You are here
Home > Investment > SEBI: Gaps in oversight…

SEBI: Gaps in oversight…

Today, we are able to attract marquee investors to the trading floors. Thanks to the framework created by SEBI. There is an urgent need to fill up some of the gaps in disclosures and enforcement. Otherwise, SEBI will be like the cops in the Indian movies showing up after the story is over.

1992 marked a turning point in India’s capital markets, for the better. The Securities & Exchange Board of India was set up to regulate the lawless capital markets, which were mostly governed by stock brokers and we had nearly twenty regional self-regulated stock exchanges. Thanks to SEBI there is now some order in the market.

However, there are gaps, which SEBI needs to address. The essential things that SEBI has to do are in the areas of ‘disclosure’ and ‘enforcement’ of the letter of the law in the capital markets.

Disclosures are opaque

In the battle between the companies and the regulators, the regulator has lost. Since SEBI came in, I am seeing disclosure of company accounts getting LESSER rather than more. While the text where companies talk about themselves, schedules that used to show production and sales of different products the companies made are missing. Now we have ‘consolidation’ of accounts as a rule, but detailed accounts of the subsidiaries and associates are missing. Even the websites of the companies do not carry these. Thus, financial disclosures have become opaque. The balance sheets have become high on pages and low on content.

Similarly, take the case of ‘IPO’s. There are ‘offer documents’ that run to a few hundred pages. However, few investors read these as these are only uploaded online. There is a ‘statutory’ advertisement in the newspapers, which gives so many details. However, the details miss out on significant things like, what does the company do to make money? What is its business? How long has it been around? What is the valuation of the company going to be after the issue is over? What were the sale and profit numbers in the last couple of years? Who are the individuals behind the holding companies that are shown as ‘promoters’?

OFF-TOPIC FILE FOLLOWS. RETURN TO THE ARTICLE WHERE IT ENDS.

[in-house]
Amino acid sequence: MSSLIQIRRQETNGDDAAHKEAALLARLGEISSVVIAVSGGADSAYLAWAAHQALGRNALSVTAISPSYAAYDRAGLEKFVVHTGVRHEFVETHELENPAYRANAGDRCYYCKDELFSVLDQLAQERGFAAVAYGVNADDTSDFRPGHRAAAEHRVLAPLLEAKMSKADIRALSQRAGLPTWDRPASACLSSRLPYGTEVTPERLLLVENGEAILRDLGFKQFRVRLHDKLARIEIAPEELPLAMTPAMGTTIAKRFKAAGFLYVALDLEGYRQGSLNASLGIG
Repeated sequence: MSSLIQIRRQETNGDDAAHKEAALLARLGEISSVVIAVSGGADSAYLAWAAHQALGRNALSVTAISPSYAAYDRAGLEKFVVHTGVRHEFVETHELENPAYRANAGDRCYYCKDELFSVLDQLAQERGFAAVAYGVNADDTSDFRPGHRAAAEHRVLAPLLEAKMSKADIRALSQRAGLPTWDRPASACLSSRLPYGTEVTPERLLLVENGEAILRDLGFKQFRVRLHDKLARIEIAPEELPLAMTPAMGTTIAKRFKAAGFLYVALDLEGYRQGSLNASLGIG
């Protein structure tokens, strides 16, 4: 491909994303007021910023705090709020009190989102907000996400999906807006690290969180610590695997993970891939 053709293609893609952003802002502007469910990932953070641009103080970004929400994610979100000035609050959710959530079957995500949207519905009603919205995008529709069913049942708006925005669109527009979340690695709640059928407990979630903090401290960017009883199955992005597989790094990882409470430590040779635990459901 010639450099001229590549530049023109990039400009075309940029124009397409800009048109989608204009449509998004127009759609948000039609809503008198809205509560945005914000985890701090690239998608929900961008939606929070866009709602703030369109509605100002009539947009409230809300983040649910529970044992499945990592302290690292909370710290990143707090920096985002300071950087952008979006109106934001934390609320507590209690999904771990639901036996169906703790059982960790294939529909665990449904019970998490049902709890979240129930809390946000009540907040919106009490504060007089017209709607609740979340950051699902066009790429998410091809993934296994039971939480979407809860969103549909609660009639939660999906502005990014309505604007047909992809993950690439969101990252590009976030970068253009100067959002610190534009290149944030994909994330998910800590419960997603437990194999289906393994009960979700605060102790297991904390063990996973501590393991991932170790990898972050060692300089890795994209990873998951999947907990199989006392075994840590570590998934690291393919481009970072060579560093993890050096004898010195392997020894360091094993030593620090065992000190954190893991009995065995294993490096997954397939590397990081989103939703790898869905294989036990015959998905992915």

For Whom does the regulator work?

SEBI is over-active when it comes to things like ‘independent’ directors’, ‘women’ directors’ etc.. However, these are good-sounding things rather than useful information. Firstly, no promoter will ever appoint anyone who is not known to him as a member of the board. And unless one is a full-time director, the person’s information would be limited to what he or she is told by the CEO/promoter. And, if for instance, a company pays an ‘independent’ director, who is a professional, a crore of rupees plus five-star perquisites, is the person ‘independent’?

Less than ideal prosecution…

SEBI can help governance through a system of deterrent punishment rather than ask someone to follow a set of rules that are riddled with ‘escape’ clauses. It is unfortunate that the legal help of SEBI is poor when it comes to prosecution. They are unable to pay for the best available legal counsel. And the private sector legal counsels do not seem interested because of fear of losing more lucrative corporate business. So we see less than ideal prosecution, a lot of overturning of decisions by the Securities Appellate Tribunal (SAT), which can be demoralising. Will SEBI get smart talent by paying market-related fees?

The exchange goes for volumes, not tradability

When it comes to regulating the orderly market where price discovery is free, there are obstacles. Instead of narrowing the options (like limiting the number of stocks in the F&O to a handful) the regulator has thrown open the door for a free-for-all. Of the 2000 listed companies, not even 200 are ‘liquid’ regarding tradability at low impact cost. The exchanges want volumes. SEBI should be blind to that and enforce what is right rather than focus an expanding the market.

(Author is an Investment Analyst)

This site is using SEO Baclinks plugin created by Cocktail Family

Leave a Reply